Centenarians in the 2016 Census results were first assessed by comparing with centenarian estimates created indirectly from death counts. This analysis showed that Census data for centenarians was of good quality. Consequently, a method that was used to identify the overall likelihood of upper age misreporting in the Census for 2011 rebasing was not applied for 2016 rebasing. Instead, Census forms with the highest ages were individually assessed for age misreporting, and those with implausible combinations of age with other characteristics were assigned different ages. The total number of respondents adjusted due to Census upper age misreporting was 119.
Summary of adjustments
Table 2 summarises the demographic adjustments made during the cohort analysis process.
Table 2: Demographic adjustments, by age and sex, 2016
The overall net adjustment from the 2016 cohort analysis was -9,575 persons, which is less than 0.05% of the total 2016 population base. The net adjustment for males was a decrease of 6,740 persons and for females was a decrease of 2,835 persons.
Figure 2 and figure 3 show the effect of the 2016 demographic adjustment on the new 2016 population base for males and females. The graphs show that the adjustments had minimal impact on the overall population level and sex ratio.
The national net demographic adjustment for preliminary 2016 rebasing was distributed between the states and territories on a pro-rata basis, as shown in Table 3.
Table 3: Demographic adjustments, by sex and state/territory, 2016
Below the state and territory level, an additional demographic adjustment process was performed at the part of state (greater capital city / rest of state region) level. This was done to account for relatively large variations in the PES undercount adjustments at this level between Censuses. The disparities in undercount adjustment for some parts of state showed an implausible proportional split of population between the greater capital city and rest of state regions within each state/territory in 2016, compared with the 2011 results.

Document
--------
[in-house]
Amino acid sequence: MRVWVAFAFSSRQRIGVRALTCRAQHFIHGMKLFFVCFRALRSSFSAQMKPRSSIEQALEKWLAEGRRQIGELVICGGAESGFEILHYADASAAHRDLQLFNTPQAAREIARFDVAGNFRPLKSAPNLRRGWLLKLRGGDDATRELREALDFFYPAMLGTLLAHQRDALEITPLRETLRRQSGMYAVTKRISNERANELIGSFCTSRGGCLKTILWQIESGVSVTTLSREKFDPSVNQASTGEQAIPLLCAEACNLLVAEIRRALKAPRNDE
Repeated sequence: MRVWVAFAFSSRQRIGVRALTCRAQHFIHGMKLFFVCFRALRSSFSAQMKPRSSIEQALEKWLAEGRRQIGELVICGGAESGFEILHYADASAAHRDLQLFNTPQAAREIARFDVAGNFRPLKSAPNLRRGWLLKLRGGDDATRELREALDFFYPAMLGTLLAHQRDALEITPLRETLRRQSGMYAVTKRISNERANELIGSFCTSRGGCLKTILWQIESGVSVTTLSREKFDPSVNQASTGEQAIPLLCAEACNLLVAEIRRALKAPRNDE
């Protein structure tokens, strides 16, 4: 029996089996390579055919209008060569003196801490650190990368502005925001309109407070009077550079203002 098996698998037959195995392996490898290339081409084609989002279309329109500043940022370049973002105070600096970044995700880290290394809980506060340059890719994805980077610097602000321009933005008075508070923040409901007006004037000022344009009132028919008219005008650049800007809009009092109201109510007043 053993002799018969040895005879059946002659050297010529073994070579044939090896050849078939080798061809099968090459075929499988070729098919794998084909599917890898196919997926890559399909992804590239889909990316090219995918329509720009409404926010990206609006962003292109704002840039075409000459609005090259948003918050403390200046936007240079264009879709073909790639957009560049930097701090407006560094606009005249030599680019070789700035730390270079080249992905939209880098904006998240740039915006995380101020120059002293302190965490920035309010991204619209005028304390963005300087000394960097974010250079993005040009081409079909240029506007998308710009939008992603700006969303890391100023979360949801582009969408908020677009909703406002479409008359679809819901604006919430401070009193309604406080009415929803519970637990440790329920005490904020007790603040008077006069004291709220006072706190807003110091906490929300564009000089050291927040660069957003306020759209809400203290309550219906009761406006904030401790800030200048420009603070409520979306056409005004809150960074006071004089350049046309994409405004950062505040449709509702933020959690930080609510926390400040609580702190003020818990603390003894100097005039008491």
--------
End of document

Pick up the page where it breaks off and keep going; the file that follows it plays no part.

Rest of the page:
Following detailed analysis, a composite method was adopted using the following two populations to arrive at the new (adjusted) 2016 rebased ERP for each part of state:
A weighting of 60% was applied to the unadjusted 2016 rebased ERP split, and 40% to the 2016 unrebased ERP split. The population for each part of state region was then adjusted to arrive at this composite split (with balancing adjustments made so that the net adjustment at the state/territory level was zero), as shown in Table 4.
Table 4: Demographic adjustments by part of state, 2016
ERP for all regions below each part of state were then apportioned to the new part of state ERP (by age and sex) on a pro-rata basis.